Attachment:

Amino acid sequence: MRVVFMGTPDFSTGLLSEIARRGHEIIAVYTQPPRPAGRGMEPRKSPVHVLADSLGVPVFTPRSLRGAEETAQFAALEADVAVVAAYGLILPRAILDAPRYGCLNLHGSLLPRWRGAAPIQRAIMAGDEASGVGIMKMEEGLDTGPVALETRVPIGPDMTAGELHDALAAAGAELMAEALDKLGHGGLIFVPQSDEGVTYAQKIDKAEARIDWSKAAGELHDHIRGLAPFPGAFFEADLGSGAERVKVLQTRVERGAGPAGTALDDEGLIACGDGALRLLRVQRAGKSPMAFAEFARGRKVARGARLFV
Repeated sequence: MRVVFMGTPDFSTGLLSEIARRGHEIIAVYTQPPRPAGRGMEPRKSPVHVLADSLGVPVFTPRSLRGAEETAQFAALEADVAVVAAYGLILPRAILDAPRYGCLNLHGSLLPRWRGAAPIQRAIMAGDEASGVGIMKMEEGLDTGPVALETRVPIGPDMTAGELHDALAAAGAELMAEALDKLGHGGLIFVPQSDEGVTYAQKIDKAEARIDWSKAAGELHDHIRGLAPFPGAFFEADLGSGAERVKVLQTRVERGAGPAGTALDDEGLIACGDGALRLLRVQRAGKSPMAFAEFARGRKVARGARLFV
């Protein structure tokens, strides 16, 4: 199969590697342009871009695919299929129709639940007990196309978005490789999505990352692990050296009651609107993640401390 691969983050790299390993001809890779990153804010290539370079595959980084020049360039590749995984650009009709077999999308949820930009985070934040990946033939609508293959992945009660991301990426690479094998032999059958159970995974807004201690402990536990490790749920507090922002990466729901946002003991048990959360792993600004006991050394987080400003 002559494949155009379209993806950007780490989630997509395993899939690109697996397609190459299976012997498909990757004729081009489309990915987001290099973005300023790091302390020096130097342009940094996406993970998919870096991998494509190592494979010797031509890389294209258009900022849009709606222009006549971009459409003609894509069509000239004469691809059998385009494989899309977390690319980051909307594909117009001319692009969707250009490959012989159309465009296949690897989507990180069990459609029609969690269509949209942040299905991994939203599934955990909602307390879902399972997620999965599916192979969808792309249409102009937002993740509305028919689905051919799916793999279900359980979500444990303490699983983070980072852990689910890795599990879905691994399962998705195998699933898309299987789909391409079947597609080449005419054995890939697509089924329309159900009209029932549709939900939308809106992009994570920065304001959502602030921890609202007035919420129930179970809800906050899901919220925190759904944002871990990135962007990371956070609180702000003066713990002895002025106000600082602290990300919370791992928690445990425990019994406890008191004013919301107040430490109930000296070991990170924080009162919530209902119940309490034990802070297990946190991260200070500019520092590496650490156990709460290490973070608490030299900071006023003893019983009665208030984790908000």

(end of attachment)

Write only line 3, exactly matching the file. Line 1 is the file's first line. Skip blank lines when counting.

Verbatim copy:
């Protein structure tokens, strides 16, 4: 199969590697342009871009695919299929129709639940007990196309978005490789999505990352692990050296009651609107993640401390 691969983050790299390993001809890779990153804010290539370079595959980084020049360039590749995984650009009709077999999308949820930009985070934040990946033939609508293959992945009660991301990426690479094998032999059958159970995974807004201690402990536990490790749920507090922002990466729901946002003991048990959360792993600004006991050394987080400003 002559494949155009379209993806950007780490989630997509395993899939690109697996397609190459299976012997498909990757004729081009489309990915987001290099973005300023790091302390020096130097342009940094996406993970998919870096991998494509190592494979010797031509890389294209258009900022849009709606222009006549971009459409003609894509069509000239004469691809059998385009494989899309977390690319980051909307594909117009001319692009969707250009490959012989159309465009296949690897989507990180069990459609029609969690269509949209942040299905991994939203599934955990909602307390879902399972997620999965599916192979969808792309249409102009937002993740509305028919689905051919799916793999279900359980979500444990303490699983983070980072852990689910890795599990879905691994399962998705195998699933898309299987789909391409079947597609080449005419054995890939697509089924329309159900009209029932549709939900939308809106992009994570920065304001959502602030921890609202007035919420129930179970809800906050899901919220925190759904944002871990990135962007990371956070609180702000003066713990002895002025106000600082602290990300919370791992928690445990425990019994406890008191004013919301107040430490109930000296070991990170924080009162919530209902119940309490034990802070297990946190991260200070500019520092590496650490156990709460290490973070608490030299900071006023003893019983009665208030984790908000």